Meghann Stephenson

Our conversation with the budding illustrator, student and designer


For illustrator, writer, fashion designer and student Meghann Stephenson, the term DIY doesn’t seem to cover it. While still attending Parsons full-time, Stephenson has established a well-received body of work and has opened an Etsy shop that serves as further testament to her talent as an artist and a designer. Stephenson’s new store has a little bit of everything from her whimsical, sophisticated repertoire, from laser-engraved skateboards to her cage-like necklaces. The main focus, however, is a collection of clutches and dresses made out of fabric block-printed with her illustrations.

We caught up with Stephenson to learn a little more about her collection and where she finds the inspiration (and the energy).


So you’re a freelance illustrator, full-time student, food and style blog writer, Nylon intern and now clothing and jewelry designer. How do you do it? How did you start?

Well, the art started when I was really young. I’m an only child and my parents put me in art classes so I could develop ways to entertain myself. Without siblings I spent a lot of time in my room working on crafty projects, and that became my favorite thing to do. I kept taking art throughout high school and a few summer programs at Pratt and Parsons. I knew I never wanted that typical college experience so Parsons seemed like the perfect fit. I love that it’s focused on design, which has allowed me to experiment with illustration in different ways. I’ve been able to take classes completely focused on illustration, but I also had to learn to build a table. Parsons has made me a very well-rounded designer.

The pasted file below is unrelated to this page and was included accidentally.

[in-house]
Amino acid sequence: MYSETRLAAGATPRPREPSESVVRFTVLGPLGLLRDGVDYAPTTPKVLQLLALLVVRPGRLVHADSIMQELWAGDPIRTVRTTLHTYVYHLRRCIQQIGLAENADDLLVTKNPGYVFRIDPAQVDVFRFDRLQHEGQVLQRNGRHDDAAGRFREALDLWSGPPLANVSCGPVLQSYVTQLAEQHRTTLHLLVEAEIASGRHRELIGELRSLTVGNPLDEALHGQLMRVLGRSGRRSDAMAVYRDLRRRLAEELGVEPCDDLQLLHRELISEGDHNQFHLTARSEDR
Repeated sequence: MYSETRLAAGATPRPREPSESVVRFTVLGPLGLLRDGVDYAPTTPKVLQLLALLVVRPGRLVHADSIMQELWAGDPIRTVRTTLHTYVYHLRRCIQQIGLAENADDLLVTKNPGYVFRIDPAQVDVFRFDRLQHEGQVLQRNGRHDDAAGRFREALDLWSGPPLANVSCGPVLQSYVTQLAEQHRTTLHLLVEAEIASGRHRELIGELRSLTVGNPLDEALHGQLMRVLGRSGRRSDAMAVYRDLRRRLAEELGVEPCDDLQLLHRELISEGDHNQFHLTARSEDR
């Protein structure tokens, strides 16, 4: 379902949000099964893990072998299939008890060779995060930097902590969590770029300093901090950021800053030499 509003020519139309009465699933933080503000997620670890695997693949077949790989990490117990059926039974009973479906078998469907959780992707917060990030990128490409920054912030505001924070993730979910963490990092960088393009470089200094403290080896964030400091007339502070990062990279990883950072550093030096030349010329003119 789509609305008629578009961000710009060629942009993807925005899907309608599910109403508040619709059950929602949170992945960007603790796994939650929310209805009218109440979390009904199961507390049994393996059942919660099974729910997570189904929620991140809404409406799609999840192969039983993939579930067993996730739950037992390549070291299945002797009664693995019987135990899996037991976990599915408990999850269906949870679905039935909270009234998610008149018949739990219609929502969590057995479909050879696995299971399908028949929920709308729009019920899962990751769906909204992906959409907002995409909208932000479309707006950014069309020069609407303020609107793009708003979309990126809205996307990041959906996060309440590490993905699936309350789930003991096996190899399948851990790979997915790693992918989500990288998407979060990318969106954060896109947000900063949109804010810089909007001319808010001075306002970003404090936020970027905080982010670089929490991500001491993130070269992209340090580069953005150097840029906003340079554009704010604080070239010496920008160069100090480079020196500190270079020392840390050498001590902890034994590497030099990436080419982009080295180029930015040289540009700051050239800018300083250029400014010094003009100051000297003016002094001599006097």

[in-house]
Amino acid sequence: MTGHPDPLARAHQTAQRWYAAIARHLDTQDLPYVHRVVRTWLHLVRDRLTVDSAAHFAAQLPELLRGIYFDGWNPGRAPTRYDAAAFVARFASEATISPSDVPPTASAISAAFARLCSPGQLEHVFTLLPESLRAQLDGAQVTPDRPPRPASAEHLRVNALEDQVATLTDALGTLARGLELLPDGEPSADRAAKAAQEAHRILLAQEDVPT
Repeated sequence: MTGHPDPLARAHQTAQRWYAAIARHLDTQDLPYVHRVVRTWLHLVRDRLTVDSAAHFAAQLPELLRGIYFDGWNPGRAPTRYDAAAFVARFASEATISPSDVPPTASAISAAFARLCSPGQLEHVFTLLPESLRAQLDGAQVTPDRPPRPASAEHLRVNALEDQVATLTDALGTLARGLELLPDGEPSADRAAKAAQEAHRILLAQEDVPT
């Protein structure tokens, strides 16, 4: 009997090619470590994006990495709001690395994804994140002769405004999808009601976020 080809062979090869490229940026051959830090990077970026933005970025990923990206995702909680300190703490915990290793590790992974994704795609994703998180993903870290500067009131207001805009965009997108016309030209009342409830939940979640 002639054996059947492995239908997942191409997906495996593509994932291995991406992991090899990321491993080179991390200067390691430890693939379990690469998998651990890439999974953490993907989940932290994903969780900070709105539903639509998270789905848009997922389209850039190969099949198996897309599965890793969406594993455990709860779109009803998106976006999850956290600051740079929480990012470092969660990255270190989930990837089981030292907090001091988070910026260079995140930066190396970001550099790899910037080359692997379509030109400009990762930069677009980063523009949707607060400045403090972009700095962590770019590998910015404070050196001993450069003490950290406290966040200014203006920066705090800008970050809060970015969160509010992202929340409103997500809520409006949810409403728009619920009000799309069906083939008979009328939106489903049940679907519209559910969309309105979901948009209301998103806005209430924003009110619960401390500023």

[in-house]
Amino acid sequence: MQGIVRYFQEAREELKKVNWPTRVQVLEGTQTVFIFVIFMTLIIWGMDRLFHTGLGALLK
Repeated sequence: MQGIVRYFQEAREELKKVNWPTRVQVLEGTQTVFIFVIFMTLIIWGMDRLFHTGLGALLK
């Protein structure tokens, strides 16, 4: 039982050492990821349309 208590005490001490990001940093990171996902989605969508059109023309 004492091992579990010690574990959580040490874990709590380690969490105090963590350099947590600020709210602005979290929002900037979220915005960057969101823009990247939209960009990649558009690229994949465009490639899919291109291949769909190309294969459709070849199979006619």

I guess that’s how the clothing and jewelry started—I wanted to experiment more and fabric seemed like a natural step up from paper. The blog developed from my lack of hard drive space. I wanted a way to keep track of what I liked and what I was working on, which weirdly involved a lot of cooking. I’m the pickiest eater in the world so learning to cook has really helped with that. I think I’m able to do all these things because I don’t separate my work and life; everything is fluid and one informs the other. School, interning, cooking and sewing are all things I genuinely enjoy doing, so the fact that I’m constantly busy doing them doesn’t feel like work.


Where do you find inspiration?

Inspiration is tricky. Sometimes an idea will pop in my mind and I just know that I have to make whatever it is or it’ll eat at me. Other times it’s the usual: nature, friends or other people’s work. It’s hard to say how an idea starts, I think it just all goes back to letting life and work inform each other naturally.

When you are making a piece, what does your design process look like?

I have a really bad habit of diving in too quickly when it comes to a design. I’m not really one to plan or scrap ideas. I typically don’t do sketches unless I’m figuring out a layout for an illustration and even then that sketch turns into the final. I think there’s something to be said about trusting your gut. Sometimes it works and sometimes it results in a lot of weird leftover material in my closet.


What’s the thought behind your braid-centric designs?

I honestly don’t know how the braiding developed, or even if it’s hair or rope. I’m a constant hair twirler so maybe it’s subconscious. It’s just something I’ve been drawing since high school that relaxes me, so I like changing it up once in a while.

Images courtesy of Meghann Stephenson